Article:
One reason health insurance companies are so strong and controlling is that they are exempt from antitrust regulations, allowing them to conspire on premium pricing…………………
By JR Wells III
NOV 26, 2017
The Nov. 23 article “Single-payer Health Care Gains Advocates” brings to mind Paul Harvey’s line, “now for the rest of the story.” Yes, there are 120 co-sponsors to Rep. John Conyers’ HR 676, which would expand Medicare to a single-payer system, but all are liberal Democrats. In a House controlled by the Republican majority, a bill needs to have Republican support to get anywhere. Obviously, it has none. Under a single-payer monopoly, as with any noncompetitive system, costs would skyrocket and quality would decrease.
One reason health insurance companies are so strong and controlling is that they are exempt from antitrust regulations, allowing them to conspire on premium pricing. This exemption was granted to them by the McCarran-Ferguson Act shortly after World War II in order to give the new health insurance companies an advantage when competing with larger established companies. This advantage is no longer needed, and McCarran-Ferguson should be abolished.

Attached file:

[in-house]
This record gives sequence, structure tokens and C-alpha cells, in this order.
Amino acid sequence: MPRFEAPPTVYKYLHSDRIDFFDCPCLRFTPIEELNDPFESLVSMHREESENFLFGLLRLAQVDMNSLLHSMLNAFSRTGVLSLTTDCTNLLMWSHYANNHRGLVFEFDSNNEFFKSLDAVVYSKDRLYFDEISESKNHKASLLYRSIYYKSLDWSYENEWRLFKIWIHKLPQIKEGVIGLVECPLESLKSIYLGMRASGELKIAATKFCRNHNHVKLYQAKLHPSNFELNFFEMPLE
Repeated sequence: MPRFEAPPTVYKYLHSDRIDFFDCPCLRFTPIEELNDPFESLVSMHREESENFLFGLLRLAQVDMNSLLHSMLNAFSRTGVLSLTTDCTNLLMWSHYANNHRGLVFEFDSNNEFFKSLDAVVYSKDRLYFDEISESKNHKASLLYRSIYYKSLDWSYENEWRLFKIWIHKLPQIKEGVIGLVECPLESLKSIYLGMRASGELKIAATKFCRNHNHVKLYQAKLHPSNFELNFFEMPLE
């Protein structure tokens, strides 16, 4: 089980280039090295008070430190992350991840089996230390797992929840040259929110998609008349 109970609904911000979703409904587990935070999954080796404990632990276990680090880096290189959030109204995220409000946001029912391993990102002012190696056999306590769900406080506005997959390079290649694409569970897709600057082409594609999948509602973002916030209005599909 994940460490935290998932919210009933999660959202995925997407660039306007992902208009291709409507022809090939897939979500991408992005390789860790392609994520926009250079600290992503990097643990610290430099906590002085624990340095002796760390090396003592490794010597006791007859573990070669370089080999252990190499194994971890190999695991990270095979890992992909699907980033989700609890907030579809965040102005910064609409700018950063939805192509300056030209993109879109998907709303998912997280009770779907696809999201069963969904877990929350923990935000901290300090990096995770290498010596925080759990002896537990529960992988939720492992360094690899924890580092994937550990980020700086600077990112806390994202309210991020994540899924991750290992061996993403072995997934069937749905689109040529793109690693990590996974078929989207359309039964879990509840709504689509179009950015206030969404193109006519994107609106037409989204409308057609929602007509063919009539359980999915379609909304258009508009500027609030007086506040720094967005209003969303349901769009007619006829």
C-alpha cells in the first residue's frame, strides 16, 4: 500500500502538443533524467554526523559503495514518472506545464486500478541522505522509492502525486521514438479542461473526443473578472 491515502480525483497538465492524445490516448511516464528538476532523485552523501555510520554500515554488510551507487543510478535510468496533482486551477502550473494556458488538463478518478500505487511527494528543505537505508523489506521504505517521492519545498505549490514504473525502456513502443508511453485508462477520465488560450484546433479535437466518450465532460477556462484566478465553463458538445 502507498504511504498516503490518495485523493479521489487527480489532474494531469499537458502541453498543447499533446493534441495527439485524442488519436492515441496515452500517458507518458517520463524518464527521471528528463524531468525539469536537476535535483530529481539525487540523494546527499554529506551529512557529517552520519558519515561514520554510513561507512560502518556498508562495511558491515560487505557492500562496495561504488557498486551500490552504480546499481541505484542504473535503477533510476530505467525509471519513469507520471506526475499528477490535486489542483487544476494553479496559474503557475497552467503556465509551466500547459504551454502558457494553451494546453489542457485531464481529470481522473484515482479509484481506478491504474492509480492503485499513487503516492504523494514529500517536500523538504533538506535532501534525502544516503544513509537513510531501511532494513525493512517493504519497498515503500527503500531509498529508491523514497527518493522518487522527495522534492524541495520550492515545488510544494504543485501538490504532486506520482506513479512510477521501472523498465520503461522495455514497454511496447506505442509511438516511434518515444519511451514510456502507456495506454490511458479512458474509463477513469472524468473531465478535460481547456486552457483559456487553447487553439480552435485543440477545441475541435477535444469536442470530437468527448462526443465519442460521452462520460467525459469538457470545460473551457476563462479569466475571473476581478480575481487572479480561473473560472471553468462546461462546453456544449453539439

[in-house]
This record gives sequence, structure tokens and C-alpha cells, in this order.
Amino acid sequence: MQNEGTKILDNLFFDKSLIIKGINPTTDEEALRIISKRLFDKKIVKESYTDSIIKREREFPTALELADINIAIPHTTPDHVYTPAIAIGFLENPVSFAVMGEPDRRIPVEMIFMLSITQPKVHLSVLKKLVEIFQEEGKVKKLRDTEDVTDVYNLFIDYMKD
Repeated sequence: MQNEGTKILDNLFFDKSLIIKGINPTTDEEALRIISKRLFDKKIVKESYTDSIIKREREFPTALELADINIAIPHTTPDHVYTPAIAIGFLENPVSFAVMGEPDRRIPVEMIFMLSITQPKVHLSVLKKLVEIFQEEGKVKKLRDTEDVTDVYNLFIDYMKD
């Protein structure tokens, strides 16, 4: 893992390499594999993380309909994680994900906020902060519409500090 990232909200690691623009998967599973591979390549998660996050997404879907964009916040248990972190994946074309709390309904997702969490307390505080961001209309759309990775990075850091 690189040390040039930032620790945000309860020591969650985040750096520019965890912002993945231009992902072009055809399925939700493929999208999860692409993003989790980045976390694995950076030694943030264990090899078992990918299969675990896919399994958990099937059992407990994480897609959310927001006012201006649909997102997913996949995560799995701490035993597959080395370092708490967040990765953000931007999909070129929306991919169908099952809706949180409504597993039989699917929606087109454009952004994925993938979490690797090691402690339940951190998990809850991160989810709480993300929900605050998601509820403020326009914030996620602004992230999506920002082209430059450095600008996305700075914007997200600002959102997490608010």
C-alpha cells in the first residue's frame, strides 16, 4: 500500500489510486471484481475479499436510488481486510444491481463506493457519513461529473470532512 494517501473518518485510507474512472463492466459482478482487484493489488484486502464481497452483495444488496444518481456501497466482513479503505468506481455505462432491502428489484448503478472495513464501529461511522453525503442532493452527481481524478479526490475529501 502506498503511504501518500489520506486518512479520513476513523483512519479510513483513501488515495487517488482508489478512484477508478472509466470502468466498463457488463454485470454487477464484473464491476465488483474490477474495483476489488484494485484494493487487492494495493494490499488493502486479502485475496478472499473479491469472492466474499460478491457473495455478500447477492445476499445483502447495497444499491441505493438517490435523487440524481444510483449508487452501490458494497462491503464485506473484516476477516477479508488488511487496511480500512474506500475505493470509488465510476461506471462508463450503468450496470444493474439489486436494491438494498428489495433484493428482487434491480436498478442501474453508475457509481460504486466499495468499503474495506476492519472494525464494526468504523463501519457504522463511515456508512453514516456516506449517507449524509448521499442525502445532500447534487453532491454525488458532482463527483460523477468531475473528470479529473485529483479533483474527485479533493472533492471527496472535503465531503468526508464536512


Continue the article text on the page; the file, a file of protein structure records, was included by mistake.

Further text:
This would be accomplished by HR 372, the Competitive Health Insurance Reform Act of 2017, sponsored by Rep. Paul Gosar, a doctor of dental surgery and Republican of Arizona. This bill has passed the House of Representatives and needs to be passed by the Senate. Once this bill is enacted into law, health insurance companies would be put in a competitive forum and costs should start coming down.
JAY R. WELLS III
The writer is a doctor of dental surgery.